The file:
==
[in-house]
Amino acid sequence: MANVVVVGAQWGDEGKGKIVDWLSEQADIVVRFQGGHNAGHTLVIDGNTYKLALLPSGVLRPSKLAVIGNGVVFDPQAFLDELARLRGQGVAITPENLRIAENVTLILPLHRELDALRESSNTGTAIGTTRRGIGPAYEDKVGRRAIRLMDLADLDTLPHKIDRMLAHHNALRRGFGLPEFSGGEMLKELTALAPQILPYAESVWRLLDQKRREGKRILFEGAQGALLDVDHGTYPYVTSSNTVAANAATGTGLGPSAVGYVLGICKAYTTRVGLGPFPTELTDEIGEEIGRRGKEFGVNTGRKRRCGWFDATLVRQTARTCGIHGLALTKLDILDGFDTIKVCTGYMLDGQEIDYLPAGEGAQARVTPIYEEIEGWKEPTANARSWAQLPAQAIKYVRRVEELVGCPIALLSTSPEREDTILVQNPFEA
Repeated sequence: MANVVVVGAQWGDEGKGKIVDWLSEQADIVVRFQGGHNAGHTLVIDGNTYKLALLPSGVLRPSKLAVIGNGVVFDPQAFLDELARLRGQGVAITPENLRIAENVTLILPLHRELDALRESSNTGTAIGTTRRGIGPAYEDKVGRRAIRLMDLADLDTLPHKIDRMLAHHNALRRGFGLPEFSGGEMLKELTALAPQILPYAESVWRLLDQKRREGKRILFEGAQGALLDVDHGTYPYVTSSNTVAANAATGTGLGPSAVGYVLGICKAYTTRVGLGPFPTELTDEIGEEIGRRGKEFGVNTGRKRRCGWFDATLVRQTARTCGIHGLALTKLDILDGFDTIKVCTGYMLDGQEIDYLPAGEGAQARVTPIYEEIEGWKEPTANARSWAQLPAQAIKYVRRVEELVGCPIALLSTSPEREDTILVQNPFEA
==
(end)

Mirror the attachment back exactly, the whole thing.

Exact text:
[in-house]
Amino acid sequence: MANVVVVGAQWGDEGKGKIVDWLSEQADIVVRFQGGHNAGHTLVIDGNTYKLALLPSGVLRPSKLAVIGNGVVFDPQAFLDELARLRGQGVAITPENLRIAENVTLILPLHRELDALRESSNTGTAIGTTRRGIGPAYEDKVGRRAIRLMDLADLDTLPHKIDRMLAHHNALRRGFGLPEFSGGEMLKELTALAPQILPYAESVWRLLDQKRREGKRILFEGAQGALLDVDHGTYPYVTSSNTVAANAATGTGLGPSAVGYVLGICKAYTTRVGLGPFPTELTDEIGEEIGRRGKEFGVNTGRKRRCGWFDATLVRQTARTCGIHGLALTKLDILDGFDTIKVCTGYMLDGQEIDYLPAGEGAQARVTPIYEEIEGWKEPTANARSWAQLPAQAIKYVRRVEELVGCPIALLSTSPEREDTILVQNPFEA
Repeated sequence: MANVVVVGAQWGDEGKGKIVDWLSEQADIVVRFQGGHNAGHTLVIDGNTYKLALLPSGVLRPSKLAVIGNGVVFDPQAFLDELARLRGQGVAITPENLRIAENVTLILPLHRELDALRESSNTGTAIGTTRRGIGPAYEDKVGRRAIRLMDLADLDTLPHKIDRMLAHHNALRRGFGLPEFSGGEMLKELTALAPQILPYAESVWRLLDQKRREGKRILFEGAQGALLDVDHGTYPYVTSSNTVAANAATGTGLGPSAVGYVLGICKAYTTRVGLGPFPTELTDEIGEEIGRRGKEFGVNTGRKRRCGWFDATLVRQTARTCGIHGLALTKLDILDGFDTIKVCTGYMLDGQEIDYLPAGEGAQARVTPIYEEIEGWKEPTANARSWAQLPAQAIKYVRRVEELVGCPIALLSTSPEREDTILVQNPFEA